Which brings us to John Carpenter, a filmmaker whose ten year run (from 1978’s Halloween all the way up to They Live in 1988) could be considered one of the most impressive in the history of ALL cinema. Carpenter fizzled out in 1992, with the Chevy Chase-starring Memoirs of an Invisible Man marking the end of his marvelous winning streak. His anthology picture, Body Bags, was originally supposed to be a full series on Showtime (comprable to HBO’s Tales From the Crypt), until network executives suffered from cold feet and turned it into a one-off (admittedly mediocre) cable TV movie. It wouldn’t be until 1994 that Carpenter finally brushed the dust off his shoulder and produced what seemed to be, at the time, a comeback of sorts with In the Mouth of Madness, a film that could be viewed as the last true Carpenter masterpiece, as well as the beginning of the widescreen artist’s oft-decried “late period”. (more…)
The 90s nostalgia craze is starting to perturb me a little — and that’s a thing that is unfortunate since we’re likely just getting started. You see, I was raised on the center rail between 80s and 90s culture in that I was born in 1982 (I’m like the Blade of eras, I can walk in the light and the dark.), so while I have a soft spot for some of the reboots of these inherently 1993ish things, others make me flip up my Dwayne Wayne sunglasses because of all the shade that I’m throwing… and I’m looking right the hell at you, Girl Meets World.
Hocus Pocus is another shade-worthy item for me, though to be fair, it’s not entirely the fault of this live-action family-horror-comedy from Disney about a trio of witches (Otto Titsling historian Bette Midler, a post Square Pegs/pre-Miami Rhapsody Sarah Jessica Parker and a Mo Gaffney-free Kathy Najimy) that are brought back from the dead to wreak havoc on a Massachusetts town. No, the fault lies with an impervious VHS copy of Hocus Pocus and my little sister, who at the age of 8 qualified as one of the youngest practitioners of the Ludovico technique. Poor 12 year old me. I vomit anytime I see a schmaltzy Disney film now.
By the way, Tina Fey is producing a sequel to the film. (more…)
Welcome back to our “Retro Reviews” column, where we explore both the movies you know and love, as well as the oft overlooked gems you should be spending more time with. Our seventh entry is John Woo’s operatic Hollywood bullet ballet, Face/Off (1997)…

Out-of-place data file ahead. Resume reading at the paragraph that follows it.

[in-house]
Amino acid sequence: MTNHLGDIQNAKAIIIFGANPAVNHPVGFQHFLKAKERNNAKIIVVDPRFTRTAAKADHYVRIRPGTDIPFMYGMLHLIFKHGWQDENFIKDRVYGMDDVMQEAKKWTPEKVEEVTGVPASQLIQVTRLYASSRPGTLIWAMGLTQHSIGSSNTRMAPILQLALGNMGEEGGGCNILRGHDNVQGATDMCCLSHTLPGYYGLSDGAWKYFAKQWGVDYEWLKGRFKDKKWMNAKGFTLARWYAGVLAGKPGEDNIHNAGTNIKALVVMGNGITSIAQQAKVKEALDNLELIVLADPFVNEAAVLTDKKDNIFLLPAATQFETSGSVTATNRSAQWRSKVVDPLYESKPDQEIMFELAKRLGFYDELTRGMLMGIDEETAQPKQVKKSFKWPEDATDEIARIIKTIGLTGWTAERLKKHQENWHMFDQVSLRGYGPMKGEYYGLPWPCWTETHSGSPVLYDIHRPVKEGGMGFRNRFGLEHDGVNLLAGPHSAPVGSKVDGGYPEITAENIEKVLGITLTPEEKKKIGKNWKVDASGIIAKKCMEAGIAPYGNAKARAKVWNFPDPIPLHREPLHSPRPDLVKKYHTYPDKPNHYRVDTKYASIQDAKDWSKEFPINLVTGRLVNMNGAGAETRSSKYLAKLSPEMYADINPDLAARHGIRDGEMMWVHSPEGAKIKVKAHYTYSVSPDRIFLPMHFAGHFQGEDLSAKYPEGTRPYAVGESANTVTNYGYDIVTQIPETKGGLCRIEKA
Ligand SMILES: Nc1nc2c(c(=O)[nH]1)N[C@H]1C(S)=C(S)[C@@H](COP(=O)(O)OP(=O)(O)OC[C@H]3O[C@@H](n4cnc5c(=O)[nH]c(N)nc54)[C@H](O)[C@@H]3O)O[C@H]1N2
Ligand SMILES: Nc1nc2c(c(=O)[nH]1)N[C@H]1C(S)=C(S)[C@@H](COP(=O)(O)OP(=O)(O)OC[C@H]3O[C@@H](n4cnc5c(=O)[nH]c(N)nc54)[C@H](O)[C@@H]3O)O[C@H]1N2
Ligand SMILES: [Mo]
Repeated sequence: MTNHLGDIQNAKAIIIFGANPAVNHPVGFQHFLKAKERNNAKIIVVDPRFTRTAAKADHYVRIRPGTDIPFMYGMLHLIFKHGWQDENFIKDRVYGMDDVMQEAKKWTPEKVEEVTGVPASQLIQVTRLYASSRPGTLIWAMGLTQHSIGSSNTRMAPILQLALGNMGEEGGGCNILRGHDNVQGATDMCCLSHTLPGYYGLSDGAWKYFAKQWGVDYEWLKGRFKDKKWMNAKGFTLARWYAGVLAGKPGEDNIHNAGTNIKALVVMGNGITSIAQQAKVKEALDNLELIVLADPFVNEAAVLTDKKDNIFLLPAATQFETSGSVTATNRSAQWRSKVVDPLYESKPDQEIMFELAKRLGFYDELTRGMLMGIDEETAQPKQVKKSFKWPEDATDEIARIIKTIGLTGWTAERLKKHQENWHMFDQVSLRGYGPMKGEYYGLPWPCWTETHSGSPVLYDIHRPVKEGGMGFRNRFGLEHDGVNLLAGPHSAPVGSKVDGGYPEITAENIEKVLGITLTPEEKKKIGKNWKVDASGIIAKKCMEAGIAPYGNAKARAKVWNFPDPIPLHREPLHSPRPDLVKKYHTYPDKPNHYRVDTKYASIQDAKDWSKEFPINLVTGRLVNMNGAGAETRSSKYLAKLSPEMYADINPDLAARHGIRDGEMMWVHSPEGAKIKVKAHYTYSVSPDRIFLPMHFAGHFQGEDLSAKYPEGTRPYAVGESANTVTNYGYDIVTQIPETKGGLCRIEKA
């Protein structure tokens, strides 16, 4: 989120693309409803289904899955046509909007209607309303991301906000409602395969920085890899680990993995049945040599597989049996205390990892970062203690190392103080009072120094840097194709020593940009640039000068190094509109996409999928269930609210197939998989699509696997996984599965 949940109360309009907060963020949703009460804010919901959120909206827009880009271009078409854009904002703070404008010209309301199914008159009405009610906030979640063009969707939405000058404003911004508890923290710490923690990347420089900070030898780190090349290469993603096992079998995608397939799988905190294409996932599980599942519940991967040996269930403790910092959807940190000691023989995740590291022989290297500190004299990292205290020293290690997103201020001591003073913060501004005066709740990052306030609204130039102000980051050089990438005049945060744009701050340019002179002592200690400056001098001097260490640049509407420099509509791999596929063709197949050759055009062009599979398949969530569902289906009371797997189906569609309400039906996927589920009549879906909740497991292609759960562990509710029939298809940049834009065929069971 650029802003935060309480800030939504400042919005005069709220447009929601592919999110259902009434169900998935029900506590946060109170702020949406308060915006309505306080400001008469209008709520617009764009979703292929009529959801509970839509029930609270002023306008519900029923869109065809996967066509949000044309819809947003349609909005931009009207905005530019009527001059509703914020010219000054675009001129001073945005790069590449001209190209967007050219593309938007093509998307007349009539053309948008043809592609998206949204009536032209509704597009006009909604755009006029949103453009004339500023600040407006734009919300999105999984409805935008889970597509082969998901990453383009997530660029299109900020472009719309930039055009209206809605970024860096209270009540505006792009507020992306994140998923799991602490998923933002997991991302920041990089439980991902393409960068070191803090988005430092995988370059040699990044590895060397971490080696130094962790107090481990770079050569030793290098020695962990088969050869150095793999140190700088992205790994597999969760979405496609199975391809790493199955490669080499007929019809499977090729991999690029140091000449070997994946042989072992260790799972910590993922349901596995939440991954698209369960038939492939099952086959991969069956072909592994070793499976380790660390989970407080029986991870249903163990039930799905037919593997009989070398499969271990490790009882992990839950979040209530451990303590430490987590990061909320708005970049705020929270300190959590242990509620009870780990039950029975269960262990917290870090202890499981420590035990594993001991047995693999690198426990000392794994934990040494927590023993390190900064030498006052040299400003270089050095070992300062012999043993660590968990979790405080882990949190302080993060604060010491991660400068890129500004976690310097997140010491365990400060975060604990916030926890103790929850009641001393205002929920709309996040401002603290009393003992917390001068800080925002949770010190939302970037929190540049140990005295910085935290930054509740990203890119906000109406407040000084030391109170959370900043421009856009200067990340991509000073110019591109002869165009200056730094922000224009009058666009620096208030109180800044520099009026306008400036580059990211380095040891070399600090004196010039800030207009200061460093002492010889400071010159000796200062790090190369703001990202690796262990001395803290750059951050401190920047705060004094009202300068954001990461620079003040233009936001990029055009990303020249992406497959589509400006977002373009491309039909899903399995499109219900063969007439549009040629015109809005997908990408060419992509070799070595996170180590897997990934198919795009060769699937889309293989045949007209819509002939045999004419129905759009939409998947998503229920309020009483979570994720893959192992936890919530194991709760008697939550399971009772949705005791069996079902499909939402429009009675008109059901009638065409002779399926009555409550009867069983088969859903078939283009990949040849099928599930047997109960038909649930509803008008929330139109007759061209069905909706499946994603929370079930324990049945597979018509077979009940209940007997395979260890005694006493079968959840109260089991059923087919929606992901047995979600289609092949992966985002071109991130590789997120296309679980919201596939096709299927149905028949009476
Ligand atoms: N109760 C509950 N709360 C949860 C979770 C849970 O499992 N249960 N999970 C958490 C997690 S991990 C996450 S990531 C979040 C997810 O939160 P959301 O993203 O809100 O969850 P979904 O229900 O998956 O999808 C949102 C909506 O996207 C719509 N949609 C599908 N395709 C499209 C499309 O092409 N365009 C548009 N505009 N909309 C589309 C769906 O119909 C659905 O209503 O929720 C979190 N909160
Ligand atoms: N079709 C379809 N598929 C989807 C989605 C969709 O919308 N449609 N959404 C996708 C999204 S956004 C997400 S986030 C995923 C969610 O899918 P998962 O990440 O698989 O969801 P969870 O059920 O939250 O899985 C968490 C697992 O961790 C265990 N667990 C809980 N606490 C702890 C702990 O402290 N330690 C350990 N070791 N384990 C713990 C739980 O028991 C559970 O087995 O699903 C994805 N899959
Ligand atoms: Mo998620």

When John Woo was five years old, his family fled from the civil war occurring in Guangzhou, opting to put down roots in a rough Hong Kong neighborhood. As he grew, Woo was recruited by the local gangs, his refusal of their invitations to join earning him numerous beat downs in the alleys of the Shek Kimp Mei slums. Hoping for escape, Woo often found refuge from the violence in two different arenas: the Christian church and the local movie houses. Both helped him develop an unshakable moral code, as the director is quick to cite the unflinching spirit of brotherhood found in Butch Cassidy & the Sundance Kid as easily as any passage in the Bible.
Throughout his career, spiritual and secular imagery amalgamated as he crafted numerous staples of Hong Kong action cinema (A Better Tomorrow I & II, The Killer, Hard Boiled), in which he often pitted two brothers-in-arms against the world, guns drawn and blazing (just like Butch & Sundance). All the while, he set his stories in the underworld he rejected as a boy, often seemingly attempting to understand the souls of the bad men who endeavored to corrupt his ethical fabric. But it wouldn’t be until he reached American soil and helmed his third Hollywood feature that he’d perfectly combine his fully ingrained interests with his search for identification in a childhood enemy. In many ways, Face/Off not only acts as the perfect culmination of Woo’s career up until that point, but also as the final masterwork in a long, celebrated filmography. (more…)
Apparently there’s breaking casting news from the set of the planned Point Break remake (I know: Half of you are saying “What?”, while the rest are asking yourselves “Why?”).
So I’ll back up a little: Yes–a remake of 1991’s action-packed cheesefest starring Patrick Swayze, Keanu Reeves, and Gary Busey is indeed a thing, and is set to begin filming this fall, despite the necessity of recasting one of it’s stars–more after the parachute jump: (more…)